Private donor gives £100,000 to save Jane Austen ring

Campaign to keep rare artefact in UK
Profile image for Geraldine Kendall Adams
Geraldine Kendall Adams
An anonymous donor has given £100,000 to Jane Austen's House Museum towards saving a ring owned by Jane Austen for the nation.

Ed Vaizey, the culture minister for England, placed a temporary export bar on the gold and turquoise ring to allow cultural institutions more time to raise the £152,450 needed to keep it in the UK.

The Reviewing Committee on the Export of Works of Art and Objects of Cultural Interest recommended the bar, saying the object was closely connected with the UK’s “history and national life”.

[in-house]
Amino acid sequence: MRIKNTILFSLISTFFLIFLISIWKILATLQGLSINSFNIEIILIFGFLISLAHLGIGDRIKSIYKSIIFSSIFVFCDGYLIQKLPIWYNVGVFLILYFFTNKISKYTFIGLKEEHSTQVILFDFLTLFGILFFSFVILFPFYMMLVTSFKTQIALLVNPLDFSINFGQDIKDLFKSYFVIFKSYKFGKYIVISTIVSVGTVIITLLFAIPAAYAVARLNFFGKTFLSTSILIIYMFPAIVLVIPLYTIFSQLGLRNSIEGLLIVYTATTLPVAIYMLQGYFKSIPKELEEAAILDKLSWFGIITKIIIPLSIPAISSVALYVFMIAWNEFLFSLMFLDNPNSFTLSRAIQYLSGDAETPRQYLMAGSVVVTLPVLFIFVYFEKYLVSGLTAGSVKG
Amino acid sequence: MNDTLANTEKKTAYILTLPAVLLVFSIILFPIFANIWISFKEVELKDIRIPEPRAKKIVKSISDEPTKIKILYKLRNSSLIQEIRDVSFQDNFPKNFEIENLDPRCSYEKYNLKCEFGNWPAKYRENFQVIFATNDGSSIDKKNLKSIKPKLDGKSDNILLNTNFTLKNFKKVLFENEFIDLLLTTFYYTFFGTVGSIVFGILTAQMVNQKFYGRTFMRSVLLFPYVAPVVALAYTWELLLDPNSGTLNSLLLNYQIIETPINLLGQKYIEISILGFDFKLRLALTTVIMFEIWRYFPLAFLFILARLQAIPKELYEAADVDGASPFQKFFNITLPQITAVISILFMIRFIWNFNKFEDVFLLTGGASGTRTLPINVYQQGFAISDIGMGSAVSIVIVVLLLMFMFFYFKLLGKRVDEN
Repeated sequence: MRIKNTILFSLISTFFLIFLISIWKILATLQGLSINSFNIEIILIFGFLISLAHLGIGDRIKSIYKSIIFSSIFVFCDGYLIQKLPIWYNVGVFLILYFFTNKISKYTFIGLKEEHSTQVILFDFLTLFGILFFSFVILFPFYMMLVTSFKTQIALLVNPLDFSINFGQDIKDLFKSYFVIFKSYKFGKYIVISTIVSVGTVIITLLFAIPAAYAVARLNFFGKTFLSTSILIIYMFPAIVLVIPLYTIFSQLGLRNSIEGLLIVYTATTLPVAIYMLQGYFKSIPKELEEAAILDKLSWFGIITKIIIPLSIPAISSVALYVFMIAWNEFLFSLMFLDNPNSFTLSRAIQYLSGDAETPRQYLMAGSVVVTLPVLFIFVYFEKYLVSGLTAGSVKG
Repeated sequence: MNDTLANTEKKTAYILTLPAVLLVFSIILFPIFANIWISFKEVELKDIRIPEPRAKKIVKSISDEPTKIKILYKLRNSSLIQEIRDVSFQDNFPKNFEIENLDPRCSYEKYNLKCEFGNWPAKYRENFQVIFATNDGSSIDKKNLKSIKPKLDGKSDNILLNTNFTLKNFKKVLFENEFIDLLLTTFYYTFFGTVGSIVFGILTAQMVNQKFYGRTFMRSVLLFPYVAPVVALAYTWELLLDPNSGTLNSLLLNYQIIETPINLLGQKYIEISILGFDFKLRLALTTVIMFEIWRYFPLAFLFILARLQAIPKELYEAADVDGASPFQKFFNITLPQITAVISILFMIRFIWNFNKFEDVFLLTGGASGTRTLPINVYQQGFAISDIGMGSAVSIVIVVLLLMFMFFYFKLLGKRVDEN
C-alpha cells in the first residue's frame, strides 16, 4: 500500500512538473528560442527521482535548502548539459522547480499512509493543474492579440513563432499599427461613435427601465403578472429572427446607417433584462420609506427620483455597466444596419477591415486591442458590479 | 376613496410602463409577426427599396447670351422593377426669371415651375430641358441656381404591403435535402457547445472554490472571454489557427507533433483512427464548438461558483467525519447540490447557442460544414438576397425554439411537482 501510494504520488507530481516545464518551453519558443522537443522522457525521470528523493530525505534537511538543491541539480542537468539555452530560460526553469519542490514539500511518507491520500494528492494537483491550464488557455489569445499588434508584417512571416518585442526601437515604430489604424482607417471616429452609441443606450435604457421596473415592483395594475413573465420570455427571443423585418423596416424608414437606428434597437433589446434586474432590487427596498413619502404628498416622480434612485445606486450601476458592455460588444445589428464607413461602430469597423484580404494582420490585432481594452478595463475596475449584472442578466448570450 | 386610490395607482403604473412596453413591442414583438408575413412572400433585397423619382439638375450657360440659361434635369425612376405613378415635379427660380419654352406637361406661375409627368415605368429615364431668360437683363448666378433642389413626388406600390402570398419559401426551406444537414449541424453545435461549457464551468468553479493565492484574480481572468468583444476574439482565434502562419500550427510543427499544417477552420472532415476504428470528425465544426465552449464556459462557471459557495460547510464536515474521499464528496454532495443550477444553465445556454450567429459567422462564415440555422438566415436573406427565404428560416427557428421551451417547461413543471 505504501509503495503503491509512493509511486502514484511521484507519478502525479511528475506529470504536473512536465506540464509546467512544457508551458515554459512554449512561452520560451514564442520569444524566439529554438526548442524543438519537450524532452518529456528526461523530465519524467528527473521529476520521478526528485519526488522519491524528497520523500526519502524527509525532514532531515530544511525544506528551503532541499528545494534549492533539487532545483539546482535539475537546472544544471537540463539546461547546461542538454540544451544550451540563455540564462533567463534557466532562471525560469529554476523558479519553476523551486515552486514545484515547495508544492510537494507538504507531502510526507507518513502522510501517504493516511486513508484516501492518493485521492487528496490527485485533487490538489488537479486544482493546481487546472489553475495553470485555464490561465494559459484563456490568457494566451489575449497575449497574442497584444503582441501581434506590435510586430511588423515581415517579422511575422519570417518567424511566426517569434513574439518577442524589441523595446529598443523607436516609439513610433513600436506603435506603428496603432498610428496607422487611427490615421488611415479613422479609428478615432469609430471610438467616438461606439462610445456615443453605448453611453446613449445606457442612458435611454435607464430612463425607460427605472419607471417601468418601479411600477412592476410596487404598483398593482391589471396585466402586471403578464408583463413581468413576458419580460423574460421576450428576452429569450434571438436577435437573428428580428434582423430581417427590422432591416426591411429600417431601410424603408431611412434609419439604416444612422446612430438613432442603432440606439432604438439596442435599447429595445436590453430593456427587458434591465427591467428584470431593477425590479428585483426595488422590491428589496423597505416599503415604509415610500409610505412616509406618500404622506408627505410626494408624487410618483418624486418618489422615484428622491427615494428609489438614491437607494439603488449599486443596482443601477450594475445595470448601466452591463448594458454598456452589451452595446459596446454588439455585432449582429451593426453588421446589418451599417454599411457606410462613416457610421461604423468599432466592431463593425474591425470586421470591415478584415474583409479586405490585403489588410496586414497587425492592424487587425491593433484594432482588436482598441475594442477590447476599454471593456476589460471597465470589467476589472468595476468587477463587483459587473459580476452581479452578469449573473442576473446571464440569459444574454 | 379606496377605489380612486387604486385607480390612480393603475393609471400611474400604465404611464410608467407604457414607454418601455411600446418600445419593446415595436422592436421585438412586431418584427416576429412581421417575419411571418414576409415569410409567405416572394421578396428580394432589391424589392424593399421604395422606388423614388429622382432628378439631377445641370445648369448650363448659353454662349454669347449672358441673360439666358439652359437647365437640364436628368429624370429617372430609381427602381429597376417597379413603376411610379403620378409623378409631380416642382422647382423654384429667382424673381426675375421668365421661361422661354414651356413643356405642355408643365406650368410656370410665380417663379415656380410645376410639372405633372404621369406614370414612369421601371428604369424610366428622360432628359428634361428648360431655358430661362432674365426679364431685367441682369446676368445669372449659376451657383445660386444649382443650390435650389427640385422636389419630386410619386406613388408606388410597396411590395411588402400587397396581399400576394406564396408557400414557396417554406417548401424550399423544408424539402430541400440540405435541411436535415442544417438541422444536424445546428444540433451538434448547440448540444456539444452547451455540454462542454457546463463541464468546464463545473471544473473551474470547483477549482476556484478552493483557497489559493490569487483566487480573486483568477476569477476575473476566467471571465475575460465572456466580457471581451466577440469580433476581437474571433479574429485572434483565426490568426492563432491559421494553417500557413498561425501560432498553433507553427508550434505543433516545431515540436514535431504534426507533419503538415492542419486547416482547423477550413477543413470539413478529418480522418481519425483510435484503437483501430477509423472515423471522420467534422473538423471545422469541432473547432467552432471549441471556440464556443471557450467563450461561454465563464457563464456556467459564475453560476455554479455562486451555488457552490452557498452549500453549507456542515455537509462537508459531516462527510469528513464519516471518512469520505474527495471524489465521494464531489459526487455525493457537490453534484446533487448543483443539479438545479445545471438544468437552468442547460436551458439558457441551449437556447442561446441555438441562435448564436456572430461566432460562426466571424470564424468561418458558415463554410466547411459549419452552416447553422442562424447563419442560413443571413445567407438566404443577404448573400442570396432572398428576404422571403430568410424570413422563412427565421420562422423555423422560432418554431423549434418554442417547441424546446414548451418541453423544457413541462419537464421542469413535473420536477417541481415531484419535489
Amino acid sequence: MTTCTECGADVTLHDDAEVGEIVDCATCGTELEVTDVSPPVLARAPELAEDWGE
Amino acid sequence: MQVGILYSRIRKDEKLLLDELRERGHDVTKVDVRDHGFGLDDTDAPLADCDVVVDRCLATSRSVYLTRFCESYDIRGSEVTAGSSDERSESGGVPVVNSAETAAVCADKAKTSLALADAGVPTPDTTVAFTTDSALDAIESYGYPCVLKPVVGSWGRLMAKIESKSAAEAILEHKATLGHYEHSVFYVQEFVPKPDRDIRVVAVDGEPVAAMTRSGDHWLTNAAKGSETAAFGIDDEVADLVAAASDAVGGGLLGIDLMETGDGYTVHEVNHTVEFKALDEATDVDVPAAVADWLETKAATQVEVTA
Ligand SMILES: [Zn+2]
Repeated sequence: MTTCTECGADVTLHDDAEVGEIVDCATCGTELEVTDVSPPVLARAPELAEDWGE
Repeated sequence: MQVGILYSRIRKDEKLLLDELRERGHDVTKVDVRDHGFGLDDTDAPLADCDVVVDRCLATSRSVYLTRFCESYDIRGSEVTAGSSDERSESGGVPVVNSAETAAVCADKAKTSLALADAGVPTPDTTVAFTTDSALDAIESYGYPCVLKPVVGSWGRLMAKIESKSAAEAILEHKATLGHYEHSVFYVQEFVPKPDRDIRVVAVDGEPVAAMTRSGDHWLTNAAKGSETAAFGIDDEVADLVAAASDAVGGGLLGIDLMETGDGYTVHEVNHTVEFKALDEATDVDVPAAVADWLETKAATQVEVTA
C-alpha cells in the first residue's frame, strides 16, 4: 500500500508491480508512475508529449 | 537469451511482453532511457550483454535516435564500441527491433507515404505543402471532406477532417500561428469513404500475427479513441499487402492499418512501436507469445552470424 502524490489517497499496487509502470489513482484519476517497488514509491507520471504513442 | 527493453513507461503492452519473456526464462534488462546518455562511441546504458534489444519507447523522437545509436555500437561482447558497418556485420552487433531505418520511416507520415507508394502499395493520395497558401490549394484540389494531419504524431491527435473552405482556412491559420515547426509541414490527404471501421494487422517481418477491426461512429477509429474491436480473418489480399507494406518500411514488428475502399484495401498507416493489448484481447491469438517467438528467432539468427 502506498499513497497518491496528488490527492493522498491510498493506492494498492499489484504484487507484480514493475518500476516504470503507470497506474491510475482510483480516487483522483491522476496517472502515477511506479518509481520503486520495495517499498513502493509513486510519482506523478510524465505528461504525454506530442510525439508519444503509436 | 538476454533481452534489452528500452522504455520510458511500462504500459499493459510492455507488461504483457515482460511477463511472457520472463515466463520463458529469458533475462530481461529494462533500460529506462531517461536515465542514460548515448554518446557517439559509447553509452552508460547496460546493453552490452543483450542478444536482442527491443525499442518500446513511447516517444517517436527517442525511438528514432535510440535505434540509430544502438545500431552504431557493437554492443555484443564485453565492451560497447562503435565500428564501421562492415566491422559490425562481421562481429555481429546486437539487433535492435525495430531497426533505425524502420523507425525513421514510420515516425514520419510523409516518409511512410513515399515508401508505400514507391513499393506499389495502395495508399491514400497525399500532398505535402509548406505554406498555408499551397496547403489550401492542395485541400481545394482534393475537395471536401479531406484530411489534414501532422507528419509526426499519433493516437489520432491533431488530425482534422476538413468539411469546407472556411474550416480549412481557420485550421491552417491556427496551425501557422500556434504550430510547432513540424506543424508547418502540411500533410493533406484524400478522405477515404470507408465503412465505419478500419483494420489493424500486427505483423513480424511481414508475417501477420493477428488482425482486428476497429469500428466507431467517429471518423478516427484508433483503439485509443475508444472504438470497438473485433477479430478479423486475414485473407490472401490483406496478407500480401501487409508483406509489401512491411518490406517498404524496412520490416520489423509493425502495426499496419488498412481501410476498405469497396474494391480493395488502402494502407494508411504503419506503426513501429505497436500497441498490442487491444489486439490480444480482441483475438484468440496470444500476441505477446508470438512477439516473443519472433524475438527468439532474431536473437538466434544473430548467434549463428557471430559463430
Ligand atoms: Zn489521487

The donation will allow Jane Austen's House Museum, which launched its fundraising campaign last week, to demonstrate a serious intention to buy the ring. That means the export bar can now be extended until 30 December.

The museum described the donation as “astonishing” and confirmed that it had so far raised £103,200 towards the purchase.

The rare artefact is one of only three pieces of jewellery known to have belonged to the author, and is accompanied by papers showing its provenance within the Austen family.

The ring caused a bidding war when it was auctioned at Sotheby’s last year and was eventually sold to the US singer Kelly Clarkson, who had intended to ship it to Texas.

Vaizey said: “Jane Austen’s modest lifestyle and her early death mean that objects associated with her of any kind are extremely rare, so I hope this simple but elegant ring can be saved for the nation.”

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